Wednesday, April 24, 2013

Outstanding exception monitoring!

I learned something new today (from my friends at Greene Tweed, Wanda Dauernheim and Jim McCann). They found an exceptionally great way to set up the traffic lights in MD06 and MD07.

What they do is setting up the list so that it is sorted from most urgent materials handling down to long term opportunities. To quote Jim "'s like an air traffic control tower. You want to see how the airplanes come in and not only tend to crashes after they occur". Therefore they set the monitor so that materials with 'stock days of supply' below safety levels (and not only after they are overdue) have a red light. Anything that has receipts coming in to cover demand within an acceptable time frame, gets a yellow light, and anything that has too many receipts coming too early - and therefore needs to be expedited out - gets a green light.

Genius! But even better... Those annoying situations where we have a little inventory... and no demand anytime in the future (you know, the ones with 999.9 days of supply) will get no traffic light at all. So in fact they created a "fourth light".

So how do they do that? Here is how Wanda set up her traffic lights.

Notice how Wanda sets the limits so that they sort materials according to their stock days' of supply (anything that is having less than 2 days to cover demand gets a red light. Then every material that gets covered for 11 days of demand - with receipts or actual inventory - gets a yellow light, and everything that's covered up to 19 days is green. All materials that have coverage for more than 19 days, or no demand at all, will not get any light at all. Therefore the last category is not really urgent but poses an opportunity for inventory reduction.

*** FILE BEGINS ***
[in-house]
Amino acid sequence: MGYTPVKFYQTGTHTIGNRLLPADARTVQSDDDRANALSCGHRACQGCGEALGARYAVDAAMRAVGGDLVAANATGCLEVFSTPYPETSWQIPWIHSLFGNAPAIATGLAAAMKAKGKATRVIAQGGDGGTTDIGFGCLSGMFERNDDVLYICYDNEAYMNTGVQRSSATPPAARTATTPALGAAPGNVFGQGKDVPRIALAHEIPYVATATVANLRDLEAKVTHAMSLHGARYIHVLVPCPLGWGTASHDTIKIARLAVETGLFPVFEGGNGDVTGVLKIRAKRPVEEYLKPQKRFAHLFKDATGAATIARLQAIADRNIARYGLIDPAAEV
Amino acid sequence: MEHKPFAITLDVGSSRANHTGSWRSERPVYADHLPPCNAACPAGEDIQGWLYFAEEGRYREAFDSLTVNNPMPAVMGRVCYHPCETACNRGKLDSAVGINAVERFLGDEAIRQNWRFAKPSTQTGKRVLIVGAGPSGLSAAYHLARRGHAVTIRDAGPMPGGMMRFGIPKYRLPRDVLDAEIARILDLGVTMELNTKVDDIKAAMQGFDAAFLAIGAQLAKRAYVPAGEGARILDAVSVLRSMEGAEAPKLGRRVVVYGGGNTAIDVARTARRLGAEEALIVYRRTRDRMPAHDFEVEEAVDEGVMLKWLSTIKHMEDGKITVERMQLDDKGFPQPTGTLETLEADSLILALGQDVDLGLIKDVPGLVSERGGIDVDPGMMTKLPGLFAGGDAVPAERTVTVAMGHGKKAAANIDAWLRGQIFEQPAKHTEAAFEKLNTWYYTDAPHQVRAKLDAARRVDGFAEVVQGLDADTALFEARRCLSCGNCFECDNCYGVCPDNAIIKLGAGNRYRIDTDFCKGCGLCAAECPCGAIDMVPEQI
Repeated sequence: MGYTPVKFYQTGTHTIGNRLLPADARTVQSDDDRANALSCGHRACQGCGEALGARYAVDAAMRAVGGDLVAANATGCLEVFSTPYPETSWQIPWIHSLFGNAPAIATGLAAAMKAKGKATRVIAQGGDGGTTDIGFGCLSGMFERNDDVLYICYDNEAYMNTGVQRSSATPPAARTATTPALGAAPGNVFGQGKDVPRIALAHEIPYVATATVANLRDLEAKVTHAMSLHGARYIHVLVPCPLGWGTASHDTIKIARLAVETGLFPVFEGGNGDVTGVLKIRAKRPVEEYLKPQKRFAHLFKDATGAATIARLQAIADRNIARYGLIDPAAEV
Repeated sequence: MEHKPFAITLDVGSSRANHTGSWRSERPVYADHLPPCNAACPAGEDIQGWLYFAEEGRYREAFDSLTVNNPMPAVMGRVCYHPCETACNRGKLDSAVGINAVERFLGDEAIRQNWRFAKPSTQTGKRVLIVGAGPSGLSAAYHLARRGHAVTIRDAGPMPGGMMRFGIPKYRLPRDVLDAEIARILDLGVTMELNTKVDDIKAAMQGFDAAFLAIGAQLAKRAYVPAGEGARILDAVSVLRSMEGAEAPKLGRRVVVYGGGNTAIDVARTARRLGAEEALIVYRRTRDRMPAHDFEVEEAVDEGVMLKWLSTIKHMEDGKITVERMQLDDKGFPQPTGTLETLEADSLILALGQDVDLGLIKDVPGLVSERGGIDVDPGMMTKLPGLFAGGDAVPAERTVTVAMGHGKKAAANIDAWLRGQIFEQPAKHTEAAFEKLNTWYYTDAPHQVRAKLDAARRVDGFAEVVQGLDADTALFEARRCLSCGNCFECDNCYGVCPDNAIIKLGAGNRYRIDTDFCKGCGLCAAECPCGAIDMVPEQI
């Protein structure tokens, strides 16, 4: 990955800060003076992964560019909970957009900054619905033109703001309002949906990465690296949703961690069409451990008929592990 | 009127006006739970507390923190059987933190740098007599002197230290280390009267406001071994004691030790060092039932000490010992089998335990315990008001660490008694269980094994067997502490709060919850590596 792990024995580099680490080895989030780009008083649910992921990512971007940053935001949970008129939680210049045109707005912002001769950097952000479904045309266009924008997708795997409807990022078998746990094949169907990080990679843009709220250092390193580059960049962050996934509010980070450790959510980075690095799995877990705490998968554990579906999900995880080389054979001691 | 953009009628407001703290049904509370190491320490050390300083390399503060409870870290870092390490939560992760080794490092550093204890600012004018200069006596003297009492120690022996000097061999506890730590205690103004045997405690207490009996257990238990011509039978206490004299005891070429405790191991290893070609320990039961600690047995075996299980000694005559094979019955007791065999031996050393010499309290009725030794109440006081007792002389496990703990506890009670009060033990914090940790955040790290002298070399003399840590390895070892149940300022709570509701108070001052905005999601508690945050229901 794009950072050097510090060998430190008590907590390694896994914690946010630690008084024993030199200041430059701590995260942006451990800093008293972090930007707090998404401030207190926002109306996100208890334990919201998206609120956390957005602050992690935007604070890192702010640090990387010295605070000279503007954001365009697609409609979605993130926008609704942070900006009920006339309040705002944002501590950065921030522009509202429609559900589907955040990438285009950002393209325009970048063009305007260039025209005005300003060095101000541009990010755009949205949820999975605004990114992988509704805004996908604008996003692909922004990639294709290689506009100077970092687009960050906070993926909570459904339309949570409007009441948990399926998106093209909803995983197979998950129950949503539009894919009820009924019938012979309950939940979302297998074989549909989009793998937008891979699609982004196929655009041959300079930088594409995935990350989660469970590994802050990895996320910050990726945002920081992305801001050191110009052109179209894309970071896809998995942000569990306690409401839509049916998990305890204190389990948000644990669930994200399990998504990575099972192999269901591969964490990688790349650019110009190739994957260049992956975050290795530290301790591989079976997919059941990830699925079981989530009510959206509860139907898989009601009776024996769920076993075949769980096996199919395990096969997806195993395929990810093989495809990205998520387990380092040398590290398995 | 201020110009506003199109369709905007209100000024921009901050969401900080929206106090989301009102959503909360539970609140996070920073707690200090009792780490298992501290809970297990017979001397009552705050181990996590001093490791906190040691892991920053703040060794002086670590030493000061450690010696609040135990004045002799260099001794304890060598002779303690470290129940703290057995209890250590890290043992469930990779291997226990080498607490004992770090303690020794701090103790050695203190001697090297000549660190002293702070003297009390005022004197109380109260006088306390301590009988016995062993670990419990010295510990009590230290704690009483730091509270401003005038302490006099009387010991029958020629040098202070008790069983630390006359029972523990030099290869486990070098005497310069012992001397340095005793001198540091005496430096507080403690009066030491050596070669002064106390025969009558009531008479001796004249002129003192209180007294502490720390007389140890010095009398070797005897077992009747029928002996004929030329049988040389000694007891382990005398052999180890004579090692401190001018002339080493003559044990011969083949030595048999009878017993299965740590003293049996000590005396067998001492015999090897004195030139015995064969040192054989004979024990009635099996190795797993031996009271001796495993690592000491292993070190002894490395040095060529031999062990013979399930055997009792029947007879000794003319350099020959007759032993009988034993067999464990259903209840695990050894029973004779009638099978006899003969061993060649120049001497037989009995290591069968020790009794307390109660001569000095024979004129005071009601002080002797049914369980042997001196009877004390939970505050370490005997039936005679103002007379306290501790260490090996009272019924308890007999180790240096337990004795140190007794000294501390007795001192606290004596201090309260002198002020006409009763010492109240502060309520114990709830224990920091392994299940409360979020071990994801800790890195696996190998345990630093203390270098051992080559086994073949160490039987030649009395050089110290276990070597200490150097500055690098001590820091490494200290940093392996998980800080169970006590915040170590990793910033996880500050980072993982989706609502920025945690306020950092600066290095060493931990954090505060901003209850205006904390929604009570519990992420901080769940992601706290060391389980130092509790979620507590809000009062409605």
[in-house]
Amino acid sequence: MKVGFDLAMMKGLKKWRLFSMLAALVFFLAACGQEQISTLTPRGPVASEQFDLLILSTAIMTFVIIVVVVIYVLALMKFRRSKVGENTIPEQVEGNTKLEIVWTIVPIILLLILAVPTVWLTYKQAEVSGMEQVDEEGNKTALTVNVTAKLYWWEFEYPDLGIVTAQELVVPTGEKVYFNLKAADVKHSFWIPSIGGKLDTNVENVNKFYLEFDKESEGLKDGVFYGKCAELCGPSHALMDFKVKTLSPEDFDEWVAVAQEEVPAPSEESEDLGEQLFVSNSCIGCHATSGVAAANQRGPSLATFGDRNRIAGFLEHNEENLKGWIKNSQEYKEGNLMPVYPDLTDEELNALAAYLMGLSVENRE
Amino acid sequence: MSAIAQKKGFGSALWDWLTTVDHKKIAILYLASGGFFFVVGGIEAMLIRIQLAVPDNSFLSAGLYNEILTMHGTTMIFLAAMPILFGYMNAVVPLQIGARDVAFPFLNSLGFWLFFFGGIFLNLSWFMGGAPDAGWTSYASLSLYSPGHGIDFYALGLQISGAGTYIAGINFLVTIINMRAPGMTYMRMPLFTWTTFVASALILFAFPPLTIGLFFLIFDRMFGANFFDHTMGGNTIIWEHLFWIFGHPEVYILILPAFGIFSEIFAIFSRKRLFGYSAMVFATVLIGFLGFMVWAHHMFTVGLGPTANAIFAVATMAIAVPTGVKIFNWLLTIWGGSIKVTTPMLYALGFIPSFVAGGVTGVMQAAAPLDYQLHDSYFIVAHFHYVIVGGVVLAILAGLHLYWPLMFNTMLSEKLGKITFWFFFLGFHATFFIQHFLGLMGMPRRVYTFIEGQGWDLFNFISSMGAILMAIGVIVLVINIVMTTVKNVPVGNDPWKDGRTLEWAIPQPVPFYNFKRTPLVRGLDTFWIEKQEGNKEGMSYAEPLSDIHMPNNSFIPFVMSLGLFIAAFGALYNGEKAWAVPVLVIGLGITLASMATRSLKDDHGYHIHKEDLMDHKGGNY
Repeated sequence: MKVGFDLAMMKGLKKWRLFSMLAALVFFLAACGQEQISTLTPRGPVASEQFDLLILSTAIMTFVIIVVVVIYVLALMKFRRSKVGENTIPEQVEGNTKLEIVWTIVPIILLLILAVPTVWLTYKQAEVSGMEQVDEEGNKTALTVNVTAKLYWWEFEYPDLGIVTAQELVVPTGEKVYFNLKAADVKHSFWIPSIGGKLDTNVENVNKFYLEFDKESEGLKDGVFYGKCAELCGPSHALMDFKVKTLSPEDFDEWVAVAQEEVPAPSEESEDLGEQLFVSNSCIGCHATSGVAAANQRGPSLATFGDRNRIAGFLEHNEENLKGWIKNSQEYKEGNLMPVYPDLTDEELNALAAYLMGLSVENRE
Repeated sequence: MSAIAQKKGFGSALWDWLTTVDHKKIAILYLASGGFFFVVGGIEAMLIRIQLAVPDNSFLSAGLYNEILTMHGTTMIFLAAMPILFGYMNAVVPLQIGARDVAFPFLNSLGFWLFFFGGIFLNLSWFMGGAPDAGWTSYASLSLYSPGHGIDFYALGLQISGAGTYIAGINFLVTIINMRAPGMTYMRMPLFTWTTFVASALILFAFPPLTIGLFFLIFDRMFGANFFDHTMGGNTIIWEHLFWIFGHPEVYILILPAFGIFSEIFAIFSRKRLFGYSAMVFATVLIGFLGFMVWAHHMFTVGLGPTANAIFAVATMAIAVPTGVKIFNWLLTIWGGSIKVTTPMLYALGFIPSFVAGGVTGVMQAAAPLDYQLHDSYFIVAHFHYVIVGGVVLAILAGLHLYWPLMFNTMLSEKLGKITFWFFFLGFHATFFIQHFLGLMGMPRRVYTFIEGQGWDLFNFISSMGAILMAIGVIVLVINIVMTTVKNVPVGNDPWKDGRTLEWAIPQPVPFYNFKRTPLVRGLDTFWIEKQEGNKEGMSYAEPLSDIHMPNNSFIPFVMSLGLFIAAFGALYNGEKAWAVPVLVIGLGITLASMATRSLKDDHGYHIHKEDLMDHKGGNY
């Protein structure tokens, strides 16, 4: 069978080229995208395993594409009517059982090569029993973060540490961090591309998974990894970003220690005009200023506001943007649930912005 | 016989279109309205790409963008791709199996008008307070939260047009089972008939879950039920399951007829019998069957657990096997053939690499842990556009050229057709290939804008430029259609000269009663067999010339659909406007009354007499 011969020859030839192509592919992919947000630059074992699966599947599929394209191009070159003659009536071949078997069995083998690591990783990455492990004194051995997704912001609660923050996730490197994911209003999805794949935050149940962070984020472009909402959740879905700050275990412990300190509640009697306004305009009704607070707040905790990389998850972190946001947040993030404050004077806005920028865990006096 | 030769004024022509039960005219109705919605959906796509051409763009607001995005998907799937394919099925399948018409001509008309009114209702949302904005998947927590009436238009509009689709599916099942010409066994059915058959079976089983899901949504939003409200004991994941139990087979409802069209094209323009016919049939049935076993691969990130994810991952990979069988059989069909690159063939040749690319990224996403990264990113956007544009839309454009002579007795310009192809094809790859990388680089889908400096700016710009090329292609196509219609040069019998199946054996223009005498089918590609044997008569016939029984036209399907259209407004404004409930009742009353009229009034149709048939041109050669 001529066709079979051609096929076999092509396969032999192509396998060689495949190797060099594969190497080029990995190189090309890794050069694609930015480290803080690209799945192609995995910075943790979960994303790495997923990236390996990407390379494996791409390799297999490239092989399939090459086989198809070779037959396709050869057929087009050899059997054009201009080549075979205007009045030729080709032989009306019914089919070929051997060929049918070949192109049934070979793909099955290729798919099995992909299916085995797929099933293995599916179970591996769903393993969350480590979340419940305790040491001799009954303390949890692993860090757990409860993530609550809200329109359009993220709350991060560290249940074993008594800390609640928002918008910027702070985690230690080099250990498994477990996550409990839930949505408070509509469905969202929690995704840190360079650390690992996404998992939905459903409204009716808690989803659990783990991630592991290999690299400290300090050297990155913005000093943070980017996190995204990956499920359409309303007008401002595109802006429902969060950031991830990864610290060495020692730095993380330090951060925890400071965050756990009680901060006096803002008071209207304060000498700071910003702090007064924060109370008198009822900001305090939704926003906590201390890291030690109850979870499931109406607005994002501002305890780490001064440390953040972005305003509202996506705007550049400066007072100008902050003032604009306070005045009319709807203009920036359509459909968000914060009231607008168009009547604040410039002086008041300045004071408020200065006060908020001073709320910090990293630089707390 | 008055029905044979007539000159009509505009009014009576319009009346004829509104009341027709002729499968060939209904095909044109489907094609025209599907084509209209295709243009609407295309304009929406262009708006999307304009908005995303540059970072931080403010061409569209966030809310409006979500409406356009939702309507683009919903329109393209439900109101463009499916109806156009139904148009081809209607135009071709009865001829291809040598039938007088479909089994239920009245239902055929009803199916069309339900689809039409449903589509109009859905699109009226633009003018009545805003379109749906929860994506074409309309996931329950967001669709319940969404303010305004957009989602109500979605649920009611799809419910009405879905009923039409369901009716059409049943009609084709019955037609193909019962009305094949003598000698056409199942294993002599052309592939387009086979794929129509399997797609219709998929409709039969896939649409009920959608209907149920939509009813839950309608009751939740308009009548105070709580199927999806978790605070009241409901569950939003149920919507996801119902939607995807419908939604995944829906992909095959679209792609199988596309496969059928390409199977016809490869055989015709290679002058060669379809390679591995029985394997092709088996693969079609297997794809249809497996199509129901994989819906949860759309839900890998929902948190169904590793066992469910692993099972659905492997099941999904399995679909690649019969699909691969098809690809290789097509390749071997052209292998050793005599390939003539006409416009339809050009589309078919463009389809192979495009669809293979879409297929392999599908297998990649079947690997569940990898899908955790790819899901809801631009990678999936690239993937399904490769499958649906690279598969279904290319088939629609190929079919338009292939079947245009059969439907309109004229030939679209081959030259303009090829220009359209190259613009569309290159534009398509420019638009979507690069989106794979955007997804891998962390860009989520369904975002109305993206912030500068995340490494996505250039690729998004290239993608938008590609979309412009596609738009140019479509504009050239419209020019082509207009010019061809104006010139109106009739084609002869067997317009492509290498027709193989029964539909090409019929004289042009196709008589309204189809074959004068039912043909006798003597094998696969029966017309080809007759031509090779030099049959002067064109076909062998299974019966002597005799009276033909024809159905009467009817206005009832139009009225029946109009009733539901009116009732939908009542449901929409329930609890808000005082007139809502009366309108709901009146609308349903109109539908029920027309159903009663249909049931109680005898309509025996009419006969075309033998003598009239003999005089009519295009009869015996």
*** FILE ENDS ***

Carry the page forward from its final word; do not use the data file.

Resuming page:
She also uses the traffic lights for exception messages - so that the exception groups she considers more important are sorted above the ones that are not so urgent... combined with the ranges of cover!

I have never seen this setup before and think it is a great and smart way to prioritize your list. And to round it up, she uses the sorting feature to give the final touches.

Wanda and Jim thought about everything! Even though I personalty prefer to work with the monitors without sorting and without 'checking off' materials from the list, this provides a great solution for when you want to do just that (going through the list from top to bottom and checking off the materials you are considering 'done').

It's great to know that we have dedicated and smart users in our community, who don't spare a minute to think about whether it's worthwhile to make our SAP world a better place to live - but just make it happen!

Thanks Wanda! Thanks Jim!

Tuesday, April 16, 2013

Kanban to the masses... not for beer drinking though!

Kanban is probably the simplest and most intuitive of all replenishment strategies in standard SAP; but that doesn't mean it's considered easy to do. A lot of people put a lot more to it then there is. Granted... to pick the right replenishment strategy is hard and some required customization settings don't come easy, but in its purest sense you can set it up in a breeze.

Kanban is an autonomous replenishment strategy, one that controls itself, and does not need any external signal. If the Kanban container is empty, the Kanbanesish (I made this up) process triggers replenishment; and that is the only time that happens. You can set the container to empty manually (in PK13N), have it emptied with an RF device or barcode reader or use quantity calculation, where you tell the control cycle how much you are taking out of the container, and since it knows how much there was in there before, it knows when it's empty.

The latter you should not confuse with Inventory Management. A goods issue posting will NOT, and should NOT, set your container to empty. Kanban is a visual "see" system, that does not go by potentially delayed or faulty inventory levels. I've seen it all over the place: 'enhancements' getting to trigger the Kanban signal by  issues in IM. Don't do it! It's not Kanban anymore then... you will loose all the advantages Kanban gives you in terms of simplicity, accuracy and 'pull' oriented replenishment when you need it.